By Mick Elmore and Robert Carmichael
Apr 27, 2011
Bangkok/Phnom Penh - In the absence of credible information on why Thai and Cambodian forces started fighting along a disputed stretch of the border last week, the rumour mills are working overtime, but the message seems aimed at domestic audiences.
Since Friday, at least 14 people have been killed and more than 50 injured in on-and-off clashes near several disputed temples.
One question is the timing. Thai Prime Minister Abhisit Vejjajiva plans to dissolve parliament in early May and call an election, fuelling speculation that some political faction might try to gain from the conflict. Another is that the military wants to control the poll's outcome and the fighting is their way to be in charge. And those are just the least outlandish takes on the situation from Bangkok.
Lawmaker and political observer Kraisak Chohoven said he believes motives other than election considerations had to be behind the conflict. But as so often in recent years, Thai domestic politics muddy any examination of the border strife.
The close relationship between former Thai premier Thaksin Shinawatra and Cambodian Prime Minister Hun Sen, for example, has been a thorn in the side of the current government in Bangkok.
Thaksin was toppled in a 2006 coup and lives in exile to avoid a Thai jail sentence for corruption. Last year, he served as an advisor to Hun Sen's government, which ignored Thai extradition requests.
Thaksin's supporters say Abhisit's government has no legitimacy because it was not elected, and hope to return to power.
The People's Alliance for Democracy, a nationalist movement, has vowed to topple Abhisit for his poor handling of the border crisis. In December, seven nationalists were arrested for illegally crossing into Cambodia. The tussle about their release further soured bilateral relations.
The Thai Foreign Ministry insists the current situation benefits no one in Thailand and accuses Cambodia of having kicked off the most recent spat.
The main conflict surrounding Preah Vihear, an 11th-century Hindu temple, goes back decades. A spat in 1958 prompted the suspension of diplomatic ties, but can be traced back to 1904 when France demarcated the border and put Preah Vihear inside its colonial territory.
Back then Thailand had more pressing concerns, such as not being colonized itself. But many Thais never accepted a 1962 ruling by the International Court of Justice that said the temple compound belonged to Cambodia.
Bangkok says UNESCO escalated the conflict in 2008 by designating Preah Vihear a world heritage site, over its objections.
In Cambodia, the opinion prevails that Thai domestic politics, currently 'very strained' with rumours of a coup seldom far from the surface, drive the conflict.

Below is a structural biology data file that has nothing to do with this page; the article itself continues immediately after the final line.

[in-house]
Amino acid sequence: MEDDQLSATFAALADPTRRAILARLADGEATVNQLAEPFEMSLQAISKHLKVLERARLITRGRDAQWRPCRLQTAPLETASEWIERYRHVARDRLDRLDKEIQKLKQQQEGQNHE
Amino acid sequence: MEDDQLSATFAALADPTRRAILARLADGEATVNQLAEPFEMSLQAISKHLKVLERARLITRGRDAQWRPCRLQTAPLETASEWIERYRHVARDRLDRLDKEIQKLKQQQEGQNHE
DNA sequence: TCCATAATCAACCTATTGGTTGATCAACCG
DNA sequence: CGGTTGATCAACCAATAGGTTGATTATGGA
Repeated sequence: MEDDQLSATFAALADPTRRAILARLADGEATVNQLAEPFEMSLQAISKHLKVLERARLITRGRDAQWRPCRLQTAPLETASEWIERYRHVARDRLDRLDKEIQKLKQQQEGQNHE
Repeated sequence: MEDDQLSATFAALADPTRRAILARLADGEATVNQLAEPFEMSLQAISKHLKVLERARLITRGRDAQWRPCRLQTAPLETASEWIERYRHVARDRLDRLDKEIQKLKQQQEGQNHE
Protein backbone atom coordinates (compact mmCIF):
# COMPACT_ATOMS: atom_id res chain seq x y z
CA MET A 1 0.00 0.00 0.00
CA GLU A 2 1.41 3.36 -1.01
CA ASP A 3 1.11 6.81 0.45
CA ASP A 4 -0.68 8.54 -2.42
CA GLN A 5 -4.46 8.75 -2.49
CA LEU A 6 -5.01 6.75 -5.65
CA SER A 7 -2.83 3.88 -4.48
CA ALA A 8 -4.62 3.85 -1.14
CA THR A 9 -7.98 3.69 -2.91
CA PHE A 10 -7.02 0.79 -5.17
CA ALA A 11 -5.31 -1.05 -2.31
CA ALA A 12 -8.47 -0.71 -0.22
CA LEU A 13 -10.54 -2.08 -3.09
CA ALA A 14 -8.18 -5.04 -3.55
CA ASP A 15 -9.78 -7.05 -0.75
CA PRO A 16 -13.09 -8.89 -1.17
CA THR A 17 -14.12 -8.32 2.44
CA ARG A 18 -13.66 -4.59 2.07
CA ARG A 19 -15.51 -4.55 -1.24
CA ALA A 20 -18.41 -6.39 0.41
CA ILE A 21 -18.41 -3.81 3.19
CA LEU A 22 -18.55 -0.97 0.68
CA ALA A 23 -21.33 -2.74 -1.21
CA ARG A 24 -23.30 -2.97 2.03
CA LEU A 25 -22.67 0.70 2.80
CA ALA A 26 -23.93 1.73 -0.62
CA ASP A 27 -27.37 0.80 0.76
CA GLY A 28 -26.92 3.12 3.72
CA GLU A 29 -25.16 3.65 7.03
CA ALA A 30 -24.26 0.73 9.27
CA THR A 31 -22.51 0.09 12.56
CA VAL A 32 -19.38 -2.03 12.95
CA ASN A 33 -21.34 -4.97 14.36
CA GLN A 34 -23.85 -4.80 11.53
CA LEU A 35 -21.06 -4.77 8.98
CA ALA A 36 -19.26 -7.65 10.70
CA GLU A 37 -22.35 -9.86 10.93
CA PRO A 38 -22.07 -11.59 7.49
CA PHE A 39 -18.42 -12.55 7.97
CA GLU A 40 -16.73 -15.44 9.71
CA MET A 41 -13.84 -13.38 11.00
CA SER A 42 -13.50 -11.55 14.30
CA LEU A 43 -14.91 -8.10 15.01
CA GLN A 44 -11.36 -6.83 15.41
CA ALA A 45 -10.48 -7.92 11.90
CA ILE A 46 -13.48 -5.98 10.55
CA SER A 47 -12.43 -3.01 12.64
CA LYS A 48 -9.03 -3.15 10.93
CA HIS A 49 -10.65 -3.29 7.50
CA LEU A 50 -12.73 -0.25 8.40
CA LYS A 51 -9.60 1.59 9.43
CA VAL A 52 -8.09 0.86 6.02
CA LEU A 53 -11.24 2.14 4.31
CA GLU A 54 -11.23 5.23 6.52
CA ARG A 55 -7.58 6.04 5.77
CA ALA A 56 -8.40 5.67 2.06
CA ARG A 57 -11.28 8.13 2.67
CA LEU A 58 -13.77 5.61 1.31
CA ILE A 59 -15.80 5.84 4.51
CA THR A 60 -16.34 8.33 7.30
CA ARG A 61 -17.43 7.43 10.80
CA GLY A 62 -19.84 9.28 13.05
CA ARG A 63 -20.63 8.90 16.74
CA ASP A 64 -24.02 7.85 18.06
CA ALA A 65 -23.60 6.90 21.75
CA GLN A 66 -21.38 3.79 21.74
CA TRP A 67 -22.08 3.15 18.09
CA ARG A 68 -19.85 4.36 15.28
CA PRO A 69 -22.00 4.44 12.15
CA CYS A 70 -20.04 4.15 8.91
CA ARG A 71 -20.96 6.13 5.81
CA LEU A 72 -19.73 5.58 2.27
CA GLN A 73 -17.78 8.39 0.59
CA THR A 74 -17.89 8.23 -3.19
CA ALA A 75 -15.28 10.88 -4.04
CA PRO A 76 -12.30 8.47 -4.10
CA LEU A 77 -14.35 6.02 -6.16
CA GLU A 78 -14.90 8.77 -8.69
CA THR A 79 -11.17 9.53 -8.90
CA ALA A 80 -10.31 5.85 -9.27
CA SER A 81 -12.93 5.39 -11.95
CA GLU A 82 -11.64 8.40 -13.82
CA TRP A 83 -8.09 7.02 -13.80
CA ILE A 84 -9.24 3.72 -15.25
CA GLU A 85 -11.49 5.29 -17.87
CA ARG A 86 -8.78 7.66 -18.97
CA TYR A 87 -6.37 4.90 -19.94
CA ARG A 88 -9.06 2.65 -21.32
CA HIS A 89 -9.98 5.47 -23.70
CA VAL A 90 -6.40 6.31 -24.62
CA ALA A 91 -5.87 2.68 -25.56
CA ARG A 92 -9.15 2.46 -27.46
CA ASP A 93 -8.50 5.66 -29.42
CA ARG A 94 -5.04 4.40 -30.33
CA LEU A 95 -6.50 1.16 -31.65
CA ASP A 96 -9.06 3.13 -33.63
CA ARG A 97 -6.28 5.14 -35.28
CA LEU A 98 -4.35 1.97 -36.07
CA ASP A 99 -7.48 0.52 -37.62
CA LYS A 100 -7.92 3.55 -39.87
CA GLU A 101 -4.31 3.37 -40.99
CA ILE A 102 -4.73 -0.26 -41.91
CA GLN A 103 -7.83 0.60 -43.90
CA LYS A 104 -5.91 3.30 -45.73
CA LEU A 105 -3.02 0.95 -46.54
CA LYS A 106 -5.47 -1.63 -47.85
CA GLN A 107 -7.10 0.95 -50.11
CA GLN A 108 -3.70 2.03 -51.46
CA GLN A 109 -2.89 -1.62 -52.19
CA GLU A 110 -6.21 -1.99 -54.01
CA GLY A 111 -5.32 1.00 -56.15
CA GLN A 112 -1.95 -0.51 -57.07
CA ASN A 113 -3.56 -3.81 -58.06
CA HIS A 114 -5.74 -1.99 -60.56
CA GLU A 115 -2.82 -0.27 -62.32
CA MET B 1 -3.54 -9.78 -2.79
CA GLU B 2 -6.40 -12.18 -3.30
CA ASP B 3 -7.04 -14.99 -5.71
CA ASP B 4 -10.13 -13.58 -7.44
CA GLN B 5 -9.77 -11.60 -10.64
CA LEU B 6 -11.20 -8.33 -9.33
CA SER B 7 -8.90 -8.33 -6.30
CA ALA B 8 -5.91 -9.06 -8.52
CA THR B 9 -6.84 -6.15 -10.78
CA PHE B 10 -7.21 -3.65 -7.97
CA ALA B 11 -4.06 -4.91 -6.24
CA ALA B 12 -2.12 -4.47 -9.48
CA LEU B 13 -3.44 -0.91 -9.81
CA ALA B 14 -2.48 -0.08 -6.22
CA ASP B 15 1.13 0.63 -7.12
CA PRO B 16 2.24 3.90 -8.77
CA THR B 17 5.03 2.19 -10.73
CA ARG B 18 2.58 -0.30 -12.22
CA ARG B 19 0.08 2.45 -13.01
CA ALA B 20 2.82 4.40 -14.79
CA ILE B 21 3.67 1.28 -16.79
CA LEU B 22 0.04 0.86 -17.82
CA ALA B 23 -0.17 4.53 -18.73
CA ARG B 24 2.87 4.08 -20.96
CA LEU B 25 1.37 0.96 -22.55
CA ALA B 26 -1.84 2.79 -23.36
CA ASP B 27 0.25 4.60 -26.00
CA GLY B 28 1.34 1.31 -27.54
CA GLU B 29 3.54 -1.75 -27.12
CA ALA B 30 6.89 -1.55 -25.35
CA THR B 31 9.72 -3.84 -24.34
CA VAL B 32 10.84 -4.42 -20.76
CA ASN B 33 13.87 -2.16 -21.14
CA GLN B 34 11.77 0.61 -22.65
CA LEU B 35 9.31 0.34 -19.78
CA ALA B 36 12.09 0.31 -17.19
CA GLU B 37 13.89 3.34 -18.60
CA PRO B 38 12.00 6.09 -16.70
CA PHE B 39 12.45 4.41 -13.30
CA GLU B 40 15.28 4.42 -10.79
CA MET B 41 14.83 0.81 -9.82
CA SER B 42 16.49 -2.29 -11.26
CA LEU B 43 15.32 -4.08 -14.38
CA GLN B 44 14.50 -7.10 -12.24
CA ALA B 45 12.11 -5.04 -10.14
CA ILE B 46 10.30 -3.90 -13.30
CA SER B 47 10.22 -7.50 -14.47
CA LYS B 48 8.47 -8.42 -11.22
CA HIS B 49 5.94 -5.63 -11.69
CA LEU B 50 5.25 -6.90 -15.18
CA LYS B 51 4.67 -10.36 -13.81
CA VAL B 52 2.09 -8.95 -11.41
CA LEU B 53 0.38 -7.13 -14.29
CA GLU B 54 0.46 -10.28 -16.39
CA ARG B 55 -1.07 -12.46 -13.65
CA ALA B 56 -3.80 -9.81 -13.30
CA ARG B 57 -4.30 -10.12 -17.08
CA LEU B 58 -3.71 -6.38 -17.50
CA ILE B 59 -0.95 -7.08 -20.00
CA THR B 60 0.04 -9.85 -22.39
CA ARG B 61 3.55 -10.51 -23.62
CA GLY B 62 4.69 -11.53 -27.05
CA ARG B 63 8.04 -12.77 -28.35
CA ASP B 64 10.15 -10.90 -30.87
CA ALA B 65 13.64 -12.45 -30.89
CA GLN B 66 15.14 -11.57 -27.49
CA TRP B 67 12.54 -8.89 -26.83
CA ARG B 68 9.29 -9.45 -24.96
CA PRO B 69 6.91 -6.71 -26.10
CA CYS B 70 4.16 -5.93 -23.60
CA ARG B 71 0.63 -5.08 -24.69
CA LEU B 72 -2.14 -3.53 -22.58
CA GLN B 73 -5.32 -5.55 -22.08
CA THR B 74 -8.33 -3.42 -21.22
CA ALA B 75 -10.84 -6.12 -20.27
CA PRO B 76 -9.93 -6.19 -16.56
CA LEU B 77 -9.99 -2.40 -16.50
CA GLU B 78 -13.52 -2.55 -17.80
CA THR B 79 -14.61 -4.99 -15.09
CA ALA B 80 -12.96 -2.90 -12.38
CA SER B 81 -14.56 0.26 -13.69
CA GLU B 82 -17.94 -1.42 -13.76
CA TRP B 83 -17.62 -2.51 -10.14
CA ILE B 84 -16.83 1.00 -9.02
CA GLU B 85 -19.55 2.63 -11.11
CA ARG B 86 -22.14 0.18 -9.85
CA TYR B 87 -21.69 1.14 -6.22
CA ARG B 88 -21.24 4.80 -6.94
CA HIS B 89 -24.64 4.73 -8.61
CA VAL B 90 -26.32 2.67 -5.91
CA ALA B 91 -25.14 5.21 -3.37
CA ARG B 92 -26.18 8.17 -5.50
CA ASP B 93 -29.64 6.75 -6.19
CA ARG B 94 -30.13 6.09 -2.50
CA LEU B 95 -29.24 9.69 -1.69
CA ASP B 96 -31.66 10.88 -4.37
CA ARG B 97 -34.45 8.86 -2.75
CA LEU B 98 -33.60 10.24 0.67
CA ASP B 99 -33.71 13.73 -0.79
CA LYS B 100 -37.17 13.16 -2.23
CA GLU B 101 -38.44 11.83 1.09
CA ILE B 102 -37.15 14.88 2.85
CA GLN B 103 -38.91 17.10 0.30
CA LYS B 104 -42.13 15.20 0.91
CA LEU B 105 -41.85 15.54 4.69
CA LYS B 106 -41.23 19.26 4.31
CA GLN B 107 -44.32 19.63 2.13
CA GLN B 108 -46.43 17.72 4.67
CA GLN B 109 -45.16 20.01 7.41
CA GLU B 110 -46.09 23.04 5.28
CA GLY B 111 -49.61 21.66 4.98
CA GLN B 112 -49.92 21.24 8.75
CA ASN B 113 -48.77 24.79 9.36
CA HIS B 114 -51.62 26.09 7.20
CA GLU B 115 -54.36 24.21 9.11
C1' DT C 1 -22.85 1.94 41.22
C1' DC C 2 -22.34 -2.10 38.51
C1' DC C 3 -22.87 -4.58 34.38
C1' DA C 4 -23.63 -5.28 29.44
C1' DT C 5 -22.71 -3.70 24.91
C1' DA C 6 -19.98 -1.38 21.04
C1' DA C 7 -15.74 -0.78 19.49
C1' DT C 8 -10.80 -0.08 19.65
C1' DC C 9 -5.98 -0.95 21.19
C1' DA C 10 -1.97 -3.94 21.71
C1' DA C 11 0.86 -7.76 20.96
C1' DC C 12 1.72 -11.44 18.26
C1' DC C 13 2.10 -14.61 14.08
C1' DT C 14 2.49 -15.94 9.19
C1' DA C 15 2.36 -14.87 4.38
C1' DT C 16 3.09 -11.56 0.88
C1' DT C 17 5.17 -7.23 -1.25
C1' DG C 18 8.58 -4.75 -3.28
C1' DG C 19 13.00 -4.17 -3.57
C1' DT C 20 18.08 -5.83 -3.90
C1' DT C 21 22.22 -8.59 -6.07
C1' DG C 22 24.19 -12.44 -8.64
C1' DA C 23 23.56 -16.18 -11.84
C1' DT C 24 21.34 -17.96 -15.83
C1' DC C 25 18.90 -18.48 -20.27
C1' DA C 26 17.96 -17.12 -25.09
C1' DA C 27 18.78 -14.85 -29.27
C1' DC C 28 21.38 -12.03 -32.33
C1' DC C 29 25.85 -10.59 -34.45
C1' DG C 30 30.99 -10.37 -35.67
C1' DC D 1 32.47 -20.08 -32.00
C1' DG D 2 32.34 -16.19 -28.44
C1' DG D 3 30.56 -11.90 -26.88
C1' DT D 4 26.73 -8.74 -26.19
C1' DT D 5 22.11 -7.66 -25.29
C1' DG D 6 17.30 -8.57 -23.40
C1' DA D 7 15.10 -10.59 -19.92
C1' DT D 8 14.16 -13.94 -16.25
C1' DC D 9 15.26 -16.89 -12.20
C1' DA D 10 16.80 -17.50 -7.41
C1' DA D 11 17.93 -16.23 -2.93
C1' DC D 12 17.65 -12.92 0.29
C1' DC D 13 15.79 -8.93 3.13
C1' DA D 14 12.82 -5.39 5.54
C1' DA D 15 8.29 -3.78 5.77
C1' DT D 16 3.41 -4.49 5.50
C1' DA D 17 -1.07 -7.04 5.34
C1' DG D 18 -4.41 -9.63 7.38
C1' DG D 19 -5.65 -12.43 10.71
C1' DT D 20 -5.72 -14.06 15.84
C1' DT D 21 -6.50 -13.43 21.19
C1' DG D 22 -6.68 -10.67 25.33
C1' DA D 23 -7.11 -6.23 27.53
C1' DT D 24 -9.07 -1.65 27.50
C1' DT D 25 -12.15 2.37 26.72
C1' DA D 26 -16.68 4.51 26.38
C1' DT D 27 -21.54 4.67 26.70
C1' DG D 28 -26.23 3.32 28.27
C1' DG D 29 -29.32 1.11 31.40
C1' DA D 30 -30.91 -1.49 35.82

'Thailand's national elections are coming soon and the government would want to get the border issue in order before the election, because doing so would mean a likelier chance that the current government would win,' said Chhaya Hang, executive director of the Khmer Institute of Democracy, a non-governmental organization.
He said Cambodia, a much weaker player than Thailand, is looking to boost its image in the region and trying to show it can stand up to its more powerful neighbour.
On the domestic front, the ruling Cambodian People's Party regularly trumpets that it brought peace to the country after years of war.
With local elections due next year and a general election scheduled for 2013, Chhaya Hang said the border conflict has provided the government with the chance to show the electorate that it can defend the country.
But too strong a focus on the borders could backfire. Cambodia is currently demarcating its eastern border with Vietnam, and some farmers claimed to have lost their land in the process.
The risk for the ruling party is that accentuating the border issue could rebound when it is time to vote in 2013.
Indonesia, as the current chair of the Association of South-East Asian Nations (ASEAN), has failed to mediate between the neighbours.
Chhaya Hang said it was difficult to say whether that lack of leverage would damage the body, but suggests ASEAN should at least be able to employ a 'red card' should a member stand in the way of a solution.
'And if cancelling membership isn't (in the charter), then something for the agenda of the next ASEAN meeting could be: How much should we ASEAN members put up with this?'
With tensions high and rhetoric being ratcheted up over the past days, Chhaya Hang believes the situation remains dangerous.
'One can only hope it won't be more serious than at present because that will have a huge impact on people on both sides, and we don't want that,' he said.